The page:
A key lesson I’ve learned over the years – painfully at times – is to be wary of assuming how someone feels about something without asking them. Such assumptions easily can be interpreted as indifference. While this holds true for anyone, it can be especially destructive when the victims are those you know well.
This might seem like advice for how to manage personal relationships, but it’s also quite applicable for organizations. A key function of PR and marketing is developing messaging campaigns that resonate with key stakeholders and address their main interests and concerns. The more adeptly your organization can speak to those issues, the more your stakeholders will feel heard and understood.
But how do you go about gathering this insight? If your organization has struggled with gaining traction with a particular audience, your answer to this question may very likely be part of the problem.
“We know what our customers want.”
Making this assumption doesn’t always backfire, but it also rarely generates the level of success you’d like to see. It’s tempting – and a little prideful – to assume everything you need to know about your customers is already hard-wired into your team’s experience. You can rationalize it by saying, “We don’t have time for research. We need to generate success now.” Or my favorite, “When you’ve been doing this as long as I have, you just know what they want to hear.”
Sure you do, buddy.
This is where too many organizations get in trouble. They stop trying to learn more about their stakeholders – whether they be customers or employees. They also are complicit in not giving those individuals a chance to offer their feedback. They simply speculate based on what they think they know, and then proceed with business as usual.
That’s not to say this isn’t a necessary step. It is important to outline your stakeholders and their needs, as well as how you go about communicating to them. But that’s just the first step. You then need to test and evaluate those assumptions to see if they’re truly accurate.
Do the numbers add up?
If you engage in digital communications to any degree, you should have access to a number of performance metrics and data about those efforts and the individuals who are engaging with your content.
A word of warning though: there is so much available data these days that it’s easy to fall down a rabbit hole and spend hours (if not days) analyzing it all. Focus on what’s most relevant to your customers and your organization’s goals. This topic is its own blog post, which, fortunately, a colleague of mine already has covered.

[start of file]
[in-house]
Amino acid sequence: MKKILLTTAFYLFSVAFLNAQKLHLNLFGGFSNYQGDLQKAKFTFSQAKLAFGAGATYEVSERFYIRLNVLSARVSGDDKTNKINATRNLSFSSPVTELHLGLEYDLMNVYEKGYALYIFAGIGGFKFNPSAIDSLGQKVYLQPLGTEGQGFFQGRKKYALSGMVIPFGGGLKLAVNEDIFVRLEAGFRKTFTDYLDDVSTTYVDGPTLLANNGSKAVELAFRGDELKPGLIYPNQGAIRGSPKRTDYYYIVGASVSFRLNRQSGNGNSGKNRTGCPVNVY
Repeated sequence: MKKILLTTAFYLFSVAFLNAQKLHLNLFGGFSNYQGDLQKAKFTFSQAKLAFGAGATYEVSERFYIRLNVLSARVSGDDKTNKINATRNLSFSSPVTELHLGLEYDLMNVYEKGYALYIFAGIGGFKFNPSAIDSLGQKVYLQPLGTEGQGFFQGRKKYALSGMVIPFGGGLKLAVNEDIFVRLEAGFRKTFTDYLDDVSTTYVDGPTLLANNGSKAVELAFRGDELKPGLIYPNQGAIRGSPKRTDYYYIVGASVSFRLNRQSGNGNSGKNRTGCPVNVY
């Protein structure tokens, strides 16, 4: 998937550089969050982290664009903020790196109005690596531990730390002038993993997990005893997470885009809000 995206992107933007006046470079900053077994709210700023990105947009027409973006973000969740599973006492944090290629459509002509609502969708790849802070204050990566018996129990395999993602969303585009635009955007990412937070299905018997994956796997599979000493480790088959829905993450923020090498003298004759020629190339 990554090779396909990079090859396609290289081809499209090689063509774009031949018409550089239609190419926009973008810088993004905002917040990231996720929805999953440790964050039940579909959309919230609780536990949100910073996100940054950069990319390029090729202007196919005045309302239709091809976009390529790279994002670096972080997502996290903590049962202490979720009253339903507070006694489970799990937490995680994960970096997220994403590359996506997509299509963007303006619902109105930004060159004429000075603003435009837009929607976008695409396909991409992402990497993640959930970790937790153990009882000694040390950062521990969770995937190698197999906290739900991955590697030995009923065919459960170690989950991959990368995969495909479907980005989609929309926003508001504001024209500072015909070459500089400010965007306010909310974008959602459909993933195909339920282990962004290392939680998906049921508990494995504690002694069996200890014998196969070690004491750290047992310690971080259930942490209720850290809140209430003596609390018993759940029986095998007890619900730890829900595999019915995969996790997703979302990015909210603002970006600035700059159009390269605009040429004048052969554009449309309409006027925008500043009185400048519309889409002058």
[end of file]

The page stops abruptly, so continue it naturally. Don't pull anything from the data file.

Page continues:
Let me be clear, I love a good data set. But numbers alone can only tell you so much. To get a clear, accurate picture of your customers, you also need to communicate with them directly. This doesn’t necessarily mean you need to speak with them individually – although I briefly discuss that below – but you do need to gather their feedback about your organization and their needs in some capacity.
Some of the most common and effective ways to do this include:
Online surveys: Surveys are a great way to reach a large number of individuals and gather hard numbers that can be used for benchmarking and gauging future success. To keep your expectations in check, internal surveys generally see a 30-40% response rate and external ones see a 10-15% response rate, according to SurveyGizmo.com.
Focus groups: Focus groups can be quite useful, particularly early on in a research phase. When done correctly, they allow you to speak with a number of people who represent key stakeholders and get their views on a variety of questions and topics.
One-on-one interviews: Another way to get helpful qualitative insight is to set up one-on-one interviews with existing or potential stakeholders. As much as possible, try to ask the same questions so you can easily compare and contrast answers to identify relevant themes. Also, don’t be tempted to pick only those individuals who’ll speak your praises – you want to hear the good and the bad.
With each of these, it’s also important to recognize the possibility of courtesy bias, which is when people either tell you what they think you want to hear or hold back on helpful criticism. This is more common in face-to-face discussions, but it still can occur in surveys, especially when they are not anonymous.
One way around this is to have a third party facilitate these surveys and qualitative discussions. Not only does this allow respondents to feel they can be more truthful, the right third party also can help identify the most effective questions to ask, as well as make sense of all the responses.
Check your pride at the door
Invariably, an effective research process will highlight your organization’s strengths and weaknesses. It’s not always easy to dive into critical feedback about your organization but doing so always helps you identify what can be improved and how you can better meet your stakeholders’ needs. It also shows your stakeholders that you care about their views and concerns, and that your organization is willing to change to better serve them.
As you might suspect, not regularly engaging with your stakeholders can make them feel ignored and/or undervalued, and in our experience, that is a sure-fire way to encourage them to find someone else who can better meet their needs.